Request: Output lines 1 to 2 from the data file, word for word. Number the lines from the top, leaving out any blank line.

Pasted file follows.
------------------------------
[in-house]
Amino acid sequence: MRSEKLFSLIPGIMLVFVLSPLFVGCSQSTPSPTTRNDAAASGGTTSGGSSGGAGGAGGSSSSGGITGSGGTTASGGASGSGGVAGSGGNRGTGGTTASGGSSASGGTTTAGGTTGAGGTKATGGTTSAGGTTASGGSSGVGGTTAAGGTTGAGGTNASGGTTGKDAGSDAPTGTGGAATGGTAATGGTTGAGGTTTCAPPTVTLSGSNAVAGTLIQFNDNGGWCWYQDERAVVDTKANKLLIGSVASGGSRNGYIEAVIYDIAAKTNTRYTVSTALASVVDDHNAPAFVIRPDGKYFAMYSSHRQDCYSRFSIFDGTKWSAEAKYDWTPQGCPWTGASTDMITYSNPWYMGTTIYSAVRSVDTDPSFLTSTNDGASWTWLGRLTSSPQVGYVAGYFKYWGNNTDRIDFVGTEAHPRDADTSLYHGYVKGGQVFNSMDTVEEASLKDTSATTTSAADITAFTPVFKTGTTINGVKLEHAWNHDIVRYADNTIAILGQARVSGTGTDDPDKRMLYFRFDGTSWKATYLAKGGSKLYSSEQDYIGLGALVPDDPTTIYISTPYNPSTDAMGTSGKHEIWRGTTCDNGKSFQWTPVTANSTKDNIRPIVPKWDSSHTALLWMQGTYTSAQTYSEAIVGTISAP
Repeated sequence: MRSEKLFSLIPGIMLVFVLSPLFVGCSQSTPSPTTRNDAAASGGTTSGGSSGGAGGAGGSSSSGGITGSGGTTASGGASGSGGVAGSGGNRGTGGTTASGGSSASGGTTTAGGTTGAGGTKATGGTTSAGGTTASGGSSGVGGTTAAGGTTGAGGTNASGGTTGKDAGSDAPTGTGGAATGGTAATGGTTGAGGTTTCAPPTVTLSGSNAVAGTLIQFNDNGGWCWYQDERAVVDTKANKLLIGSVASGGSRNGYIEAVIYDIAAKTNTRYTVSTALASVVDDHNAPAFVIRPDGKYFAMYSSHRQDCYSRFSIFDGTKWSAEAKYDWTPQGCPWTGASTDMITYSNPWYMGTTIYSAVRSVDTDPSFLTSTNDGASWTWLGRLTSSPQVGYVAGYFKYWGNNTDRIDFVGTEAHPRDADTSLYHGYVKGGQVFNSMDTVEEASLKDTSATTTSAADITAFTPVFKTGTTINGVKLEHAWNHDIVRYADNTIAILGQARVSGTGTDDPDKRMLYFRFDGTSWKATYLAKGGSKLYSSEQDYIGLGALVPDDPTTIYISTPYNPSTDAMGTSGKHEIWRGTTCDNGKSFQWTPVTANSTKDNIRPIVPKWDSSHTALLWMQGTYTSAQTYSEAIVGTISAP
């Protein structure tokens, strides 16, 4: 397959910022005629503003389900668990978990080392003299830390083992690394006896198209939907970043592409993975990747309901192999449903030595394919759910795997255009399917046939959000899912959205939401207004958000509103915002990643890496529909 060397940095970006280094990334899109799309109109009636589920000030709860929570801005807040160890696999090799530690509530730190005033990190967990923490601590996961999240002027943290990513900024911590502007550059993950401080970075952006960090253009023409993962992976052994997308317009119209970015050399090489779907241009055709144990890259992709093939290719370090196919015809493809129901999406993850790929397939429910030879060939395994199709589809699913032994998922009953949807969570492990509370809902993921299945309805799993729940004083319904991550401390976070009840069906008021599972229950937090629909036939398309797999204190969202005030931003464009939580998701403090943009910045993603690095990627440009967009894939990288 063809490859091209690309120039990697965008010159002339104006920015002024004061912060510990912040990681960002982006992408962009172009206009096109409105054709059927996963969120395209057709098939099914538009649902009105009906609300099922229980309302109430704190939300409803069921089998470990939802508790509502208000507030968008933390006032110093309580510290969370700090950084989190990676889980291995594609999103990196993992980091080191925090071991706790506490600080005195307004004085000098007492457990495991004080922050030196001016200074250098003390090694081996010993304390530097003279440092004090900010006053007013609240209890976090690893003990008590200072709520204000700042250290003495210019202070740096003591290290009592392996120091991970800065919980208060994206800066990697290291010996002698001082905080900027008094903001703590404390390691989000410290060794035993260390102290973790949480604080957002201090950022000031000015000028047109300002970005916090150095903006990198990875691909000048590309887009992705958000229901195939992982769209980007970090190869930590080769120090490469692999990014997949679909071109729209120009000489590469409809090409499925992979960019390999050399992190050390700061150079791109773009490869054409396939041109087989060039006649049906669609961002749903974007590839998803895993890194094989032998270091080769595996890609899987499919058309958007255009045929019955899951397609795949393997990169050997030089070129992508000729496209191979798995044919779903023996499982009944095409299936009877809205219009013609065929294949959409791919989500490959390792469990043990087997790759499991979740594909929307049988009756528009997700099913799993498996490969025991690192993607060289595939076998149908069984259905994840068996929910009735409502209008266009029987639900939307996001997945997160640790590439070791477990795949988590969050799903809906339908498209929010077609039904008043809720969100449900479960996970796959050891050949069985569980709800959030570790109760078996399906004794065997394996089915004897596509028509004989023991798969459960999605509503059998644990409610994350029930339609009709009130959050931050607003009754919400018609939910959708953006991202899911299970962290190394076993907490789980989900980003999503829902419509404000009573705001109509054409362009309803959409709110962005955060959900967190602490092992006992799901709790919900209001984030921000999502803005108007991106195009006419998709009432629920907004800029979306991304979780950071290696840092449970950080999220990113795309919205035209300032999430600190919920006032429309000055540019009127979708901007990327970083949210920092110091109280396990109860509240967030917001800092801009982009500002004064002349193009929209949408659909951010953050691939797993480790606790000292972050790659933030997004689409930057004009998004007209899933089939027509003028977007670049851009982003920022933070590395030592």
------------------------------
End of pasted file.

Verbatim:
[in-house]
Amino acid sequence: MRSEKLFSLIPGIMLVFVLSPLFVGCSQSTPSPTTRNDAAASGGTTSGGSSGGAGGAGGSSSSGGITGSGGTTASGGASGSGGVAGSGGNRGTGGTTASGGSSASGGTTTAGGTTGAGGTKATGGTTSAGGTTASGGSSGVGGTTAAGGTTGAGGTNASGGTTGKDAGSDAPTGTGGAATGGTAATGGTTGAGGTTTCAPPTVTLSGSNAVAGTLIQFNDNGGWCWYQDERAVVDTKANKLLIGSVASGGSRNGYIEAVIYDIAAKTNTRYTVSTALASVVDDHNAPAFVIRPDGKYFAMYSSHRQDCYSRFSIFDGTKWSAEAKYDWTPQGCPWTGASTDMITYSNPWYMGTTIYSAVRSVDTDPSFLTSTNDGASWTWLGRLTSSPQVGYVAGYFKYWGNNTDRIDFVGTEAHPRDADTSLYHGYVKGGQVFNSMDTVEEASLKDTSATTTSAADITAFTPVFKTGTTINGVKLEHAWNHDIVRYADNTIAILGQARVSGTGTDDPDKRMLYFRFDGTSWKATYLAKGGSKLYSSEQDYIGLGALVPDDPTTIYISTPYNPSTDAMGTSGKHEIWRGTTCDNGKSFQWTPVTANSTKDNIRPIVPKWDSSHTALLWMQGTYTSAQTYSEAIVGTISAP